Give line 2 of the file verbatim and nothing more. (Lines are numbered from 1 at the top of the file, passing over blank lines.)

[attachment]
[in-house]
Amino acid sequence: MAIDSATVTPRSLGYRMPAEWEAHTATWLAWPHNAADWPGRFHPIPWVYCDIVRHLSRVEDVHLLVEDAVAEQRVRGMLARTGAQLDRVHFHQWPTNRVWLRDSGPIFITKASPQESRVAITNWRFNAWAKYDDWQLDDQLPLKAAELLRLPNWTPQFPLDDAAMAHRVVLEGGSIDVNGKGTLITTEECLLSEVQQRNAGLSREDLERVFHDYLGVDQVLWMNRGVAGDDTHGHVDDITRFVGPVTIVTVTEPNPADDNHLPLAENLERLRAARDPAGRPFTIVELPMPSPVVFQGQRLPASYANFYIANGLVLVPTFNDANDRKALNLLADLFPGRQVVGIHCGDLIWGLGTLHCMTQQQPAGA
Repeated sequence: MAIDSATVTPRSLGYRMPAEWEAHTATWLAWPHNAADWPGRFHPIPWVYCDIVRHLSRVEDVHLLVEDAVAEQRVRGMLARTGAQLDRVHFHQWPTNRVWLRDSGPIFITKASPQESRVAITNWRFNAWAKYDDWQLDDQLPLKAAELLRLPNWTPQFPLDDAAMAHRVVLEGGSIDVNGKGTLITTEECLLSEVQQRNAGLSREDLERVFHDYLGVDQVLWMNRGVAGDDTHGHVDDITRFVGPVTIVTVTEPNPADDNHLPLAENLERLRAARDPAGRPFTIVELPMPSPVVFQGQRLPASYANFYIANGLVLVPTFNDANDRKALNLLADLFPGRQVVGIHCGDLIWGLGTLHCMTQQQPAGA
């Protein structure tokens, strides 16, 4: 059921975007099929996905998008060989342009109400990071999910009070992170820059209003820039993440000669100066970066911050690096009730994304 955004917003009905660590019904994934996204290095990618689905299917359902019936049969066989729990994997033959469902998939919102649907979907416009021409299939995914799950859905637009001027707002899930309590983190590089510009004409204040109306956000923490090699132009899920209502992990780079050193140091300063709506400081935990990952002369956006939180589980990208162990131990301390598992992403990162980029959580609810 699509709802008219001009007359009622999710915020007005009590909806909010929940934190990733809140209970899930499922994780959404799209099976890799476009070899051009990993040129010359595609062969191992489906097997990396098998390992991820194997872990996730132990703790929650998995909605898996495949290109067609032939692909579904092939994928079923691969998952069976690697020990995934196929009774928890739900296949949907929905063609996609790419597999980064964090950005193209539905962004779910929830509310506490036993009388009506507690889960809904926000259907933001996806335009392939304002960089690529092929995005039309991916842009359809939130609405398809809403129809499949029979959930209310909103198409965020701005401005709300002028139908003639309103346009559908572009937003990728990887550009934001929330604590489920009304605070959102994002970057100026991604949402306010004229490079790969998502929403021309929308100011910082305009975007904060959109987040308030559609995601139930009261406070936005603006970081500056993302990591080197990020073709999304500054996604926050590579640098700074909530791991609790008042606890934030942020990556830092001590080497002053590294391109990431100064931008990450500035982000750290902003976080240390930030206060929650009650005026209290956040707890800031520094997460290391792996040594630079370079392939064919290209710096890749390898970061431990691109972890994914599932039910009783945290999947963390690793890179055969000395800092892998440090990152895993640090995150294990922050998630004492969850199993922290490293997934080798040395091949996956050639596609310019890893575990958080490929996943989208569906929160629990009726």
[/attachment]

Amino acid sequence: MAIDSATVTPRSLGYRMPAEWEAHTATWLAWPHNAADWPGRFHPIPWVYCDIVRHLSRVEDVHLLVEDAVAEQRVRGMLARTGAQLDRVHFHQWPTNRVWLRDSGPIFITKASPQESRVAITNWRFNAWAKYDDWQLDDQLPLKAAELLRLPNWTPQFPLDDAAMAHRVVLEGGSIDVNGKGTLITTEECLLSEVQQRNAGLSREDLERVFHDYLGVDQVLWMNRGVAGDDTHGHVDDITRFVGPVTIVTVTEPNPADDNHLPLAENLERLRAARDPAGRPFTIVELPMPSPVVFQGQRLPASYANFYIANGLVLVPTFNDANDRKALNLLADLFPGRQVVGIHCGDLIWGLGTLHCMTQQQPAGA